On a mission to redefine how computer workstations coincide with the user from a productive, comfortable and healthy standpoint, Altwork, a team of designers, engineers and creatives, have developed an ergonomic terminal for the increasingly computer-centric worker.
Ticket Books function as a train ride pass and aim to encourage reading in Brazil.
People only read an average of about two books a year in Brazil. To promote reading, Brazil’s biggest pocket book publisher L&PM Editores created a collection of small paperbacks that also work as subway tickets.
The handheld Protopiper lets you create life-size versions of your design visions
With the advent of 3D printing, designers can now experiment with using technology to create objects quickly and inexpensively. The technology has been used for everything from printing astronomy-focused objects for the blind to creating stunning fashion pieces. But the Human Computer Interaction lab at the Hasso-Plattner-Institut in Germany wondered how they could make it easier to quickly produce prototypes of large-scale objects for design purposes.
As part of the Fruit of the Loom Professionals Collection, sweat suits have been made to look like business and resort clothing
In the immortal words of ZZ Top, “Every girl’s crazy ’bout a sharp dressed man.” But for many men, dressing to the nines meant sacrificing comfort. If only men could sport the natty look of a bow tie, the casual elegance of a country clubber, or even the authority of a power suit, without giving up the comfort of a beloved sweat suit. That’s the idea behind the Professionals Collection from Fruit of the Loom, a clothing line using “only the finest pictures of breast pockets, silk ties, and French cuffs.”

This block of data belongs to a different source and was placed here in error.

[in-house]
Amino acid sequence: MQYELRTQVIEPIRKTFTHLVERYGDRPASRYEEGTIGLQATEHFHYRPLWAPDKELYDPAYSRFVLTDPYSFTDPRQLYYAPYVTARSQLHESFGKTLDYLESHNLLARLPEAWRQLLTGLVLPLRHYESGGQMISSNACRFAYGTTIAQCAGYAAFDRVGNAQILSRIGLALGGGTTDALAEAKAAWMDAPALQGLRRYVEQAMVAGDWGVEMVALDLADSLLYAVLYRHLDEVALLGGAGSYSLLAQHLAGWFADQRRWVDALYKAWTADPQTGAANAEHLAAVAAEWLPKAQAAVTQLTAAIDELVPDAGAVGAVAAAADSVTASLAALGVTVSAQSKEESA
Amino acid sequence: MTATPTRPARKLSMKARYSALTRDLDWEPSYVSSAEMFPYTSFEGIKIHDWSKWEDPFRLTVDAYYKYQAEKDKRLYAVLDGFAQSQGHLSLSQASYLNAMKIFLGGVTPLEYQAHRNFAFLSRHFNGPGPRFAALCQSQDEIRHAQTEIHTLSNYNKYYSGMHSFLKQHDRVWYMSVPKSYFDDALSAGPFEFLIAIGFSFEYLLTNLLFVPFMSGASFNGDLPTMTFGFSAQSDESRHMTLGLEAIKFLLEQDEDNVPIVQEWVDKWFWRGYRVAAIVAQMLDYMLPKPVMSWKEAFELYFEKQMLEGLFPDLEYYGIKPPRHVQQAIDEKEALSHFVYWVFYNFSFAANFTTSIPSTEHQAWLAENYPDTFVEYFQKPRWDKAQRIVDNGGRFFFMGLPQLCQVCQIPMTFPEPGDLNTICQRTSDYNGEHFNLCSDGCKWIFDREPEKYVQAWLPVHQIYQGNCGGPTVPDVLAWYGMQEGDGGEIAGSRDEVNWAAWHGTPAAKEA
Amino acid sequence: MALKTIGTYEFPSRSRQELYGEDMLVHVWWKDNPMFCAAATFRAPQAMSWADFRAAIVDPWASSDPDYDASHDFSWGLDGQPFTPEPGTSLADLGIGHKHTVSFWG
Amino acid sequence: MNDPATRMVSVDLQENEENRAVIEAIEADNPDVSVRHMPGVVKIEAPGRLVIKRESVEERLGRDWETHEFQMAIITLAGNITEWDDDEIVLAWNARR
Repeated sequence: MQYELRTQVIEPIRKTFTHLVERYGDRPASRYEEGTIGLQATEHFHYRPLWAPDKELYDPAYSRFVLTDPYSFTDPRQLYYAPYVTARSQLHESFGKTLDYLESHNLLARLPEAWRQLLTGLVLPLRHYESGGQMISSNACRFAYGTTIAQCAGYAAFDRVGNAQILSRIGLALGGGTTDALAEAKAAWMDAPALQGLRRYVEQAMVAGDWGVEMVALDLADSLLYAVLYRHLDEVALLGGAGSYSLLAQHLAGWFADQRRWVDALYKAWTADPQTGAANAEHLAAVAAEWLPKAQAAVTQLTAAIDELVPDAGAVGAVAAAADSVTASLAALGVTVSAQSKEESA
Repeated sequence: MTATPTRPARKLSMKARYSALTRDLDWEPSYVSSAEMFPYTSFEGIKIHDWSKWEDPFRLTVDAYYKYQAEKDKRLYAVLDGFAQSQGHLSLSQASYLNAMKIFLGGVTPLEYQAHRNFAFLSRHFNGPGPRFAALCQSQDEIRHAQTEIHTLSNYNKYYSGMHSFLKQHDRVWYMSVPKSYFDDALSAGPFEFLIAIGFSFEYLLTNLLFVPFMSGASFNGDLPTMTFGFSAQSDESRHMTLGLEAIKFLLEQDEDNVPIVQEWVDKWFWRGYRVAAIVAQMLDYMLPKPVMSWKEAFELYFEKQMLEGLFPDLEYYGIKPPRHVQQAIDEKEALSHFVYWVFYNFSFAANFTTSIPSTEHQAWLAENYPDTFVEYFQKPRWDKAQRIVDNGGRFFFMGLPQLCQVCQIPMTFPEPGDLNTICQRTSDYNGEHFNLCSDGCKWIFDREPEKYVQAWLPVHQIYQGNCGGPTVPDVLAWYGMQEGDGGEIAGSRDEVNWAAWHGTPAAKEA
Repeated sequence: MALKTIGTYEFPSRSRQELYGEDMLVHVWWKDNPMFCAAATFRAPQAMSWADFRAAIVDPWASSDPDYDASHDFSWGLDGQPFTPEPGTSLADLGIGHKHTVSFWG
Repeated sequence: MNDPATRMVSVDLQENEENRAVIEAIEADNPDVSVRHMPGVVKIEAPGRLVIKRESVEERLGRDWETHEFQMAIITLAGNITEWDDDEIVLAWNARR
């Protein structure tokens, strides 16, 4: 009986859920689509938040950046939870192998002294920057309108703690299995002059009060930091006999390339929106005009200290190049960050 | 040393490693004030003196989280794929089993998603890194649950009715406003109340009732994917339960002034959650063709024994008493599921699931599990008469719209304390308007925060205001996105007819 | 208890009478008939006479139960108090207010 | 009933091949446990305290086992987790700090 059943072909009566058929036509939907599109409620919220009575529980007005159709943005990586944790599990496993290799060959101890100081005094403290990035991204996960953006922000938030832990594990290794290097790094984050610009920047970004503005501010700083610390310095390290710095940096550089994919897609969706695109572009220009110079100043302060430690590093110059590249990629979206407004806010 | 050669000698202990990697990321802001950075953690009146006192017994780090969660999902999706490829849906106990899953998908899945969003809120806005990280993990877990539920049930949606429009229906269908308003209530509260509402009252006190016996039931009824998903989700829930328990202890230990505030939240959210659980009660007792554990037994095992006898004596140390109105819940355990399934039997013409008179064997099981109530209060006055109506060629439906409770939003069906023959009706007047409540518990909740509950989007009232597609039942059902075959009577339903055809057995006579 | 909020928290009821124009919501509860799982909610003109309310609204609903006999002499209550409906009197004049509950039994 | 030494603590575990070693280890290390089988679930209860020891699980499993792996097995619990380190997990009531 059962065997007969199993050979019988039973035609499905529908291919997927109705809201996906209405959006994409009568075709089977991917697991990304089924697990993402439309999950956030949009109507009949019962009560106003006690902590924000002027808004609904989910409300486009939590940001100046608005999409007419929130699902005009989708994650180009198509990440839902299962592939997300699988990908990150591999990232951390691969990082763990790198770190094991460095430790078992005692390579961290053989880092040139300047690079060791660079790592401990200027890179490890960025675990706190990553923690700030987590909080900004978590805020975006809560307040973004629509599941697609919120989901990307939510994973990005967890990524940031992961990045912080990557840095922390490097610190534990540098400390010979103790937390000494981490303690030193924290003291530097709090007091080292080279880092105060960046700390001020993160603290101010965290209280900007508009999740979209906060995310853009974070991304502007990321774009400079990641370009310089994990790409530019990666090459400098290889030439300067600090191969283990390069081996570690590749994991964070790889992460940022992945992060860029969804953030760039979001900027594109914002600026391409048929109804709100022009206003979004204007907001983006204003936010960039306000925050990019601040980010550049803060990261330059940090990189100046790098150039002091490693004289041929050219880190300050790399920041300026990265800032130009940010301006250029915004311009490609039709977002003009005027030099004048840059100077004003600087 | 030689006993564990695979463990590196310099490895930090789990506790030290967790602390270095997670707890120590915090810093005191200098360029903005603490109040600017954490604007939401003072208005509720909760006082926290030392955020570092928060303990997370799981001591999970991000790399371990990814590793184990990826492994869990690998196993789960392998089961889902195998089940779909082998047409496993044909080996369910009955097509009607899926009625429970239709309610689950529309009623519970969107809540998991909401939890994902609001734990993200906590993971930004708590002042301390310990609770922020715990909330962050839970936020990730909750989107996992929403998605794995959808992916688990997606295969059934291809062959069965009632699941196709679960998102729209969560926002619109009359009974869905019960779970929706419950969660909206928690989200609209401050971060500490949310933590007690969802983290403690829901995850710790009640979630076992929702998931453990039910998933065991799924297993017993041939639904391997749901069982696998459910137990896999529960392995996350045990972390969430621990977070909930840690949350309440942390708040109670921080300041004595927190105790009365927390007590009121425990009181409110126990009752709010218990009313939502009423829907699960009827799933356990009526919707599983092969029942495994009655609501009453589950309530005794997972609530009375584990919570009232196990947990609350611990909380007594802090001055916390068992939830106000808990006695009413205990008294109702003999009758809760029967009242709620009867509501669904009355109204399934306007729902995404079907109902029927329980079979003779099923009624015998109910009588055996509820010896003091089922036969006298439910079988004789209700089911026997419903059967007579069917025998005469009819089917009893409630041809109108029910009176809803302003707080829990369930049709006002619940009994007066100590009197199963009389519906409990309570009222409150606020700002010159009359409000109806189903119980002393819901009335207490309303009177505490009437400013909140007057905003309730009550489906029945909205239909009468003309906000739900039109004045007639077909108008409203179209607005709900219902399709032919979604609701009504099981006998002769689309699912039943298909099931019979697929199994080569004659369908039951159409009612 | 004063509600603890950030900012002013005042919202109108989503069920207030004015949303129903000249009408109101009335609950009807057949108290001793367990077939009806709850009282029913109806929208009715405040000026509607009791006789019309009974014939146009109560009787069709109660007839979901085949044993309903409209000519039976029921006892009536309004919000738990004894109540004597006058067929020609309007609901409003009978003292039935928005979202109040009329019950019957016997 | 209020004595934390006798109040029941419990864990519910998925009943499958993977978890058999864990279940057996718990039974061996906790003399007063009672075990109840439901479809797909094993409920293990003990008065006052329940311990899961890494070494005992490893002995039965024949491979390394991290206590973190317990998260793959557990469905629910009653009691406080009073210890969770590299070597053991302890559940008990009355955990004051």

Nendo's survival kit upgrades emergency kits into a pipe-shaped tool that includes a crank-type radio, rain-proof parka and a packet of food
Japanese design firm Nendo has created a portable emergency kit in the shape of a storage tube. Layered with the essentials of surviving a large-scale disaster, the kit is designed for use by city-dwellers, enabling them to seek refuge wherever they may be when disaster strikes.
Israeli designer Zlil Lazarovich aims to make masks less frightening by allowing family members to recognize the face behind the safety harness
Let’s face it: if the situation requires a gas mask, then something scary is already happening. So why do masks themselves have to look so terrifying? The design of such apparatus has changed little since World War II, so most still resemble an alien face, with a bulbous filter obscuring most of the face, black rubber covering most of the rest, and two small lenses for the eyes. It may be difficult for Americans to imagine, but in some places (such as Israel), gas masks are required equipment for adults and children alike, and wearing them can be a trying and traumatic experience.
Y Studios designed six unique lightsabers inspired by renowned design-heroes Zaha Hadid, Charles and Ray Eames, Issey Miyake, Edith Heath and Dieter Rams
Perhaps one of the greatest attractions of science fiction and fantasy is that it enables us to retreat from the real world, pushes the boundaries of our imagination and permits us to be a kid again. Over a brown bag lunch at Y Studios, a design and research firm with locations in San Francisco and Austin, an idea was born that involved Star Wars lightsabers and design heroes which culminated in the DESIGN X SABER project.